Find the needle in the SQL database


[AKA: SQL Grep]

[Updated Nov 11 2008]

[Updated March 10 2009]

A few years ago I was debugging an annoying SharePoint 2003 issue with some wrong usernames after renaming them. It turned out that I had to dig deep into the SQL database tables to figure out how everything worked (nobody cares about the actual result anymore).

To do that I had to write a piece of SQL scripting that could search the database like: “search for a string in any column in any record in any table in the current database”. The script was actually quite useful (and hard to write) so I’ve kept it for a few years.

The other day I had another strange problem with the new SharePoint server and had to search the database for a specific guid. I dusted off my old script and it turned out to be very useful again. I updated it slightly and figure that it might be useful for you too.

So here it is.

There are really two parameters that you need to provide. “@searchText” is the search string and “@datatype” is the datatype to search (i.e. what types of columns that should be searched).

“@datatypes” values (select system_type_id, name from sys.types order by name):

Datatype value

SQL DataType

null

All types of strings*

-1

All types of numbers*

127

Bigint

173

Binary

104

Bit

175

Char

61

Datetime

106

Decimal

62

Float

34

Image

56

Int

60

Money

239

Nchar

99

Ntext

108

Numeric

231

Nvarchar

59

Real

58

smalldatetime

52

Smallint

122

Smallmoney

98

sql_variant

231

Sysname

35

Text

189

Timestamp

48

Tinyint

36

uniqueidentifier

165

Varbinary

167

Varchar

241

Xml

* I added special support for the first two options

Remarks:

  • The script is not actually a function or a stored procedure because I usually use it by copying the SQL into a SQL query window and execute. I don’t want to create a new function/stored procedure in the databases that I’m peeking into.
  • You can only search datatypes that are convertible to a “nvarchar” column (and only the first 4096 characters are searched), i.e. pretty much everything barring “image” and “timestamp” (see table on http://msdn2.microsoft.com/en-us/library/ms187928.aspx)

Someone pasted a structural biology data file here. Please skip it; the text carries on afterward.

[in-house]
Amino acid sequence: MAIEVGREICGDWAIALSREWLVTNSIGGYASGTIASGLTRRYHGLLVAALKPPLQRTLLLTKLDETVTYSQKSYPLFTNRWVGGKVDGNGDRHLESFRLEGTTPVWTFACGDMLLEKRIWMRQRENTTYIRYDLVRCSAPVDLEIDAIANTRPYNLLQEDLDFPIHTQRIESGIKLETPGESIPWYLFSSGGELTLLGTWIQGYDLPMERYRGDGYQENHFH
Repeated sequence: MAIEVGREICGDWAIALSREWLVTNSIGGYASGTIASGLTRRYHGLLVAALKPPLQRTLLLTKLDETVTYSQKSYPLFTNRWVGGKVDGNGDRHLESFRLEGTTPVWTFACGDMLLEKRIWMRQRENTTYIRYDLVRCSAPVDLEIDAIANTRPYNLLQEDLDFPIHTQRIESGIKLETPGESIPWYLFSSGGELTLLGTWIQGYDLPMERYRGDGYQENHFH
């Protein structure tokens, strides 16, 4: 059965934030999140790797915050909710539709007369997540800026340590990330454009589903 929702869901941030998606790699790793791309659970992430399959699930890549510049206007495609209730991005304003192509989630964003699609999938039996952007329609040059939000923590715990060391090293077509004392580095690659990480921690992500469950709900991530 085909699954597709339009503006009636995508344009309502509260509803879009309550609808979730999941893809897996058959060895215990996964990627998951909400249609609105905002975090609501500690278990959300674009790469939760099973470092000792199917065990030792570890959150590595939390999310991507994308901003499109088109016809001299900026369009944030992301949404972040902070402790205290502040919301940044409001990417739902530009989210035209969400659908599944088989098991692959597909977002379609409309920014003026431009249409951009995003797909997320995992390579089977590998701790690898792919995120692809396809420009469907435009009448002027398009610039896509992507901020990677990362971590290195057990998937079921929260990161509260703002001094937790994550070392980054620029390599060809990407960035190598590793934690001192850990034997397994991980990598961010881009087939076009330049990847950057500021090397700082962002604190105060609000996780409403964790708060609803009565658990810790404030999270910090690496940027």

• Every value that is searched is converted to a “nvarchar” column by using default options, i.e. dates and thousand separators will follow your database settings
  • The reason I convert everything is that if you search for a number you probably want to search all number like columns, not just “short” or “long” etc., likewise you’ll want to search every type of text column, not just the one of “char”, “varchar”, “nvarchar”, “text” etc.
  • Is it slow? Absolutely. I wanted to find the string I was searching for, not a query to be part of any production systems
  • Add “%” to search for wildcards (i.e. before and after your string)
  • No it does not search every database only the current one. It’s easy/possible to add a search through all databases, but I didn’t really need it
  • Output is a list of found values with table name, column name and the actual value found (might be interesting if you used wildcards)

Finally! The actual script (copy/paste + modify params):

declare @searchText varchar(255)
set @searchText = '%mystring%'

declare @datatype int
set @datatype = null

/*Set type of coloumn to search

null All types of strings*
-1 All types of numbers*
127 Bigint
173 binary
104 Bit
175 Char
61 datetime
106 decimal
62 Float
34 image
56 Int
60 money
239 nchar
99 ntext
108 numeric
231 nvarchar
59 Real
58 smalldatetime
52 smallint
122 smallmoney
98 sql_variant
231 sysname
35 text
189 timestamp
48 tinyint
36 uniqueidentifier
165 varbinary
167 varchar
241 xml
*/

declare @innerSQL varchar(4000)

DECLARE tables CURSOR READ_ONLY
FOR (
	select so.name as TableName, sc.name as ColName, ss.name as sch
	from syscolumns sc left join sysobjects so
	on sc.id = so.id
	left join sys.all_objects ao
	on so.id = ao.object_id
	left join sys.schemas ss
	on ao.schema_id = ss.schema_id
	where OBJECTPROPERTY(so.id, N'IsUserTable') = 1
		and (sc.xtype = @datatype
		or (@datatype is null and collation is not null)
		or (@datatype = -1 and sc.xprec>0))) -- to include text only

create table ##found ( tablename varchar(255), colname varchar(255), val nvarchar(4000) )

DECLARE @tablename varchar(255)
declare @colname varchar(255)
declare @sch varchar(255)

OPEN tables

FETCH NEXT FROM tables INTO @tablename, @colname, @sch

WHILE (not @@fetch_status = -1)
BEGIN
	IF (not @@fetch_status = -2)
	BEGIN
		--print 'table: ' + @sch + '.' + @tablename + ', column: '+ @colname
		set @innerSql = 'insert into ##found (tablename, colname, val) select '''
		+ @sch + '.' + @tablename + ''', ''' + @colname + ''', Convert(nvarchar(4000),['
		+ @colname + ']) from ' + @sch + '.[' +@tablename + '] where Convert(nvarchar(4000),['
		+ @colname + ']) like ''' + @searchText + ''' '

		exec( @innerSql )

	END
	FETCH NEXT FROM tables INTO @tablename, @colname, @sch
END

CLOSE tables

DEALLOCATE tables

--Output result
select *
from ##found
drop table ##found

I hope some of you will find it useful, if not at least I have a place to find it the next time I need it 😉

Enjoy.

Download

[Added March 10 2009]

For your convenience I’ve added download links

Sql Grep (2005 version)

Sql Grep (2000 version) – Thanks Sootie!